The paper also discusses the inaccessibility of S&T in the Philippines and how, despite immense progress in the field of S&T, its advances have failed to reach underdeveloped countries like ours.
MY THEORY when it comes to traveling has always been like this: the lesser the gears, the lesser the wheels, the safer the ride. No wonder, bus rides during my summer excursions in the ‘90s kept me squeamish and nauseated while treading the uncanny roads to and from Manila.
This is practically the same reason why I have been consistently nagging my mom to get me a motorcycle ever since I was a kid. In my mind, bikers have always been cool, and just thinking about how soothing the wind will feel once I zoom in with my Japanese ride irks me as I can’t get one for myself.
But then again, there’s always the downside. The growing number of motorcycle accidents may have discarded my theory.
IF THERE is one thing worth emulating about the hounds of God, as the Dominican preachers are called for their loud proclamation God’s word in and out of season over the vast ends of the earth, it is their unwavering commitment to their religious vow of obedience to the Master of the Order and to the Supreme Pontiff.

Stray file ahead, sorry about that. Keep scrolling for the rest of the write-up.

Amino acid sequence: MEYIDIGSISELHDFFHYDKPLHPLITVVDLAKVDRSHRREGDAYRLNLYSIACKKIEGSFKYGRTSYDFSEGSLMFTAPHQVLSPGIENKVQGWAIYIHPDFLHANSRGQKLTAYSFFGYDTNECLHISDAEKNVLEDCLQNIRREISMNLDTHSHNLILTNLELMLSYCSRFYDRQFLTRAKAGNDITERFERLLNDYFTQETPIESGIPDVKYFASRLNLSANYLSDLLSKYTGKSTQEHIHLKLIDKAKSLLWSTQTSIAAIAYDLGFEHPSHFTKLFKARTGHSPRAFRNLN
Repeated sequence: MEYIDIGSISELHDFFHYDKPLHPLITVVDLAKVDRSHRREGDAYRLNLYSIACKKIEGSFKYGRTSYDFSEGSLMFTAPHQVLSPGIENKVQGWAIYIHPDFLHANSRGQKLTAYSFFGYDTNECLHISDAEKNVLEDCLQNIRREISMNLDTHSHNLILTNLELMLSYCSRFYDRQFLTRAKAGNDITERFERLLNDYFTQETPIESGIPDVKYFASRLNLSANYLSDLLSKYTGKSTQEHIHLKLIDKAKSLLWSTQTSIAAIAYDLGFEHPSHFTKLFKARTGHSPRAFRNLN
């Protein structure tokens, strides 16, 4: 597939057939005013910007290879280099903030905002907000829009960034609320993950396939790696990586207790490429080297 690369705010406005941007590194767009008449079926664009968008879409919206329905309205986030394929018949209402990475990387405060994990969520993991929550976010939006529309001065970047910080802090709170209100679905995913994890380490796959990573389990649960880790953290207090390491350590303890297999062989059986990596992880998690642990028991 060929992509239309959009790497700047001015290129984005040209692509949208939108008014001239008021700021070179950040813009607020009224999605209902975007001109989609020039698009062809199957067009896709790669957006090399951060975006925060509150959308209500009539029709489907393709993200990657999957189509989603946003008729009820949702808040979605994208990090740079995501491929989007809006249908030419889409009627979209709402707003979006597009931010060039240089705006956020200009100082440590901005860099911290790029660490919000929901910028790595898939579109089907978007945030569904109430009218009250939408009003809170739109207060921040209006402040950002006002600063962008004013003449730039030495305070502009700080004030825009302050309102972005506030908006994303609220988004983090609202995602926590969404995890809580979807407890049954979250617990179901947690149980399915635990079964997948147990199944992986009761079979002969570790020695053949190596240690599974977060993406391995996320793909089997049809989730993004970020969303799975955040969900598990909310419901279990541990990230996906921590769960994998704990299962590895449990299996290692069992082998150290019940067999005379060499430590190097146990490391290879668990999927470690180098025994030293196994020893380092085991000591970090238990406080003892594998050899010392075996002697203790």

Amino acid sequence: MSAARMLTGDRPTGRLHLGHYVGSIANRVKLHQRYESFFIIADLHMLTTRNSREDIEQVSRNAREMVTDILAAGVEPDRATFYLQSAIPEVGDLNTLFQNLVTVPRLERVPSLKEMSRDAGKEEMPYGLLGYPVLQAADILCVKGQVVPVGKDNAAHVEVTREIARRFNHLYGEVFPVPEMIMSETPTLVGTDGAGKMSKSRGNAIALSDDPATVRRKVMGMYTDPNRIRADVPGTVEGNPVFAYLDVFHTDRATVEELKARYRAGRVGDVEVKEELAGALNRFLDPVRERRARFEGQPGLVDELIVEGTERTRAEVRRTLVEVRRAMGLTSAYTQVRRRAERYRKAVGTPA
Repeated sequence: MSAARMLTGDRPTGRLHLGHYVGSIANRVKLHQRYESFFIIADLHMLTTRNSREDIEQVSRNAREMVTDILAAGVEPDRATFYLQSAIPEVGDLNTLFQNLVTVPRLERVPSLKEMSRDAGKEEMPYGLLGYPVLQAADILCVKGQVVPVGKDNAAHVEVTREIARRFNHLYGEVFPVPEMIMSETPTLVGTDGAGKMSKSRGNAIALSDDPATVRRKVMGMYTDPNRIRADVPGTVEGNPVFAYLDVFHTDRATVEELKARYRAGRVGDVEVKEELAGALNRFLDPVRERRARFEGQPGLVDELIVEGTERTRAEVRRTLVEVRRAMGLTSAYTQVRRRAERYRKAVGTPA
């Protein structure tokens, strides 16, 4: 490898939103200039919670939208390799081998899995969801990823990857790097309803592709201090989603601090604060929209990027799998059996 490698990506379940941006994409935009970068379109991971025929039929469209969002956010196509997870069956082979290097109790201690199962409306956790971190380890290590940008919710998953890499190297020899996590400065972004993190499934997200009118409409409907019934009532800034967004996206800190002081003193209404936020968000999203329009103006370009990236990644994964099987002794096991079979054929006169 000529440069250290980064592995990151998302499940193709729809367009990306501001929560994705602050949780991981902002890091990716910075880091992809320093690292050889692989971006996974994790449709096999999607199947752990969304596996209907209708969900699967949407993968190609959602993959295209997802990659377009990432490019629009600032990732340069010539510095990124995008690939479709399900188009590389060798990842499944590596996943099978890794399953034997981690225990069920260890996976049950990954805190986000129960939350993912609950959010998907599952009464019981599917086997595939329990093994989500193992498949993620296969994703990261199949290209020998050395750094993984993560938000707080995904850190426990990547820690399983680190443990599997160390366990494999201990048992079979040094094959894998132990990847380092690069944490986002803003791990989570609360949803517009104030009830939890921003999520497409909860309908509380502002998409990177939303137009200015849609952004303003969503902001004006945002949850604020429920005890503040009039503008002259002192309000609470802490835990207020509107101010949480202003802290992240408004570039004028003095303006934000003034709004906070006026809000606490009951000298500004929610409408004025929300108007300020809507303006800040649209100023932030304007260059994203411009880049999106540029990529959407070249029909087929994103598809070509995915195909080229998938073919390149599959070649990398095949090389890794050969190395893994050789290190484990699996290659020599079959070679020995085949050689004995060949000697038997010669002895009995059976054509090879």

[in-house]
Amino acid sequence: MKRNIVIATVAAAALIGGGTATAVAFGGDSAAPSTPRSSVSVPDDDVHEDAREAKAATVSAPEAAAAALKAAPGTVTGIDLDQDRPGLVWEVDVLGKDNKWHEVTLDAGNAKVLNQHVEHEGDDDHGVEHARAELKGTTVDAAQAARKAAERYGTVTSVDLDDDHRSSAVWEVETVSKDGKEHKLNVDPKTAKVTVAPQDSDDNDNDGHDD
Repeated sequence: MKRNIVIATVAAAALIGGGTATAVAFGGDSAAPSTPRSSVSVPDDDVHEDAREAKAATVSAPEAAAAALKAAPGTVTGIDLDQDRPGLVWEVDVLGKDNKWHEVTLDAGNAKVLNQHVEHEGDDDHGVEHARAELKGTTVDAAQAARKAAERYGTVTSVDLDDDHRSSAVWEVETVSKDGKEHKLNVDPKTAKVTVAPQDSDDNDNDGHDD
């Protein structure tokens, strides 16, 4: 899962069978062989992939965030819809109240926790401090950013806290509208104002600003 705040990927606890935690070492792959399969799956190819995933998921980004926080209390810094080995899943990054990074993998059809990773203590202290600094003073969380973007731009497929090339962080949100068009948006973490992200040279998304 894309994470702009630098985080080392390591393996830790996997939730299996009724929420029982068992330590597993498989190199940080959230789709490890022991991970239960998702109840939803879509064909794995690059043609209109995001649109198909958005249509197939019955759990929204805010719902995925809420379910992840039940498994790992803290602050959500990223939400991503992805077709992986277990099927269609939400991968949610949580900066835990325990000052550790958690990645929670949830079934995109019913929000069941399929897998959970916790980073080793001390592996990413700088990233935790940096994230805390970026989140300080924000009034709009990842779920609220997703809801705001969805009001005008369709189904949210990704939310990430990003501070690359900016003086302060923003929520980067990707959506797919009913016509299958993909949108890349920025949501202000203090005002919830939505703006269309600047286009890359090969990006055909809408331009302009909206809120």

This example has been further illustrated with the resignation of the three top officials of UST--Rector Fr. Ernesto Arceo, O.P., Vice-Rector Fr. Juan Ponce, O.P., and Fr. Edmund Nantes, O.P., prior of the Philippine Dominican province. Their resignations were accepted by the Master of the Order of Friars Preachers, Fr. Carlos Azpiroz Costa, O.P. The three resigned when Father Azpiroz signalled his desire for a “new leadership team” that would “create the consensus necessary for future developments at the University and Hospital” in time for its 400th year anniversary, according to a circular from the UST Secretary General.
“ARE YOU happy?”
This may very well have been the first question posed by Fr. Carlos Alfonso Azpiroz Costa, O.P., master of the 800-yearold Order of Preachers, to his fellow Dominican brothers during his almost two-week stay in the University which ended last Sept. 13.
It was no ordinary visit— but a canonical visitation—and the Dominican pope’s stay in UST was only a leg of a national tour to examine the state of the entire Philippine Dominican Province (as well as the Holy Rosary Province of the Spanish Dominicans) as part of his duties.
Under the Book of Constitutions and Ordinations of the Order of Preachers, Father Azpiroz is required to visitate the whole Order, “either by himself, by his assistants or by others,” at least twice.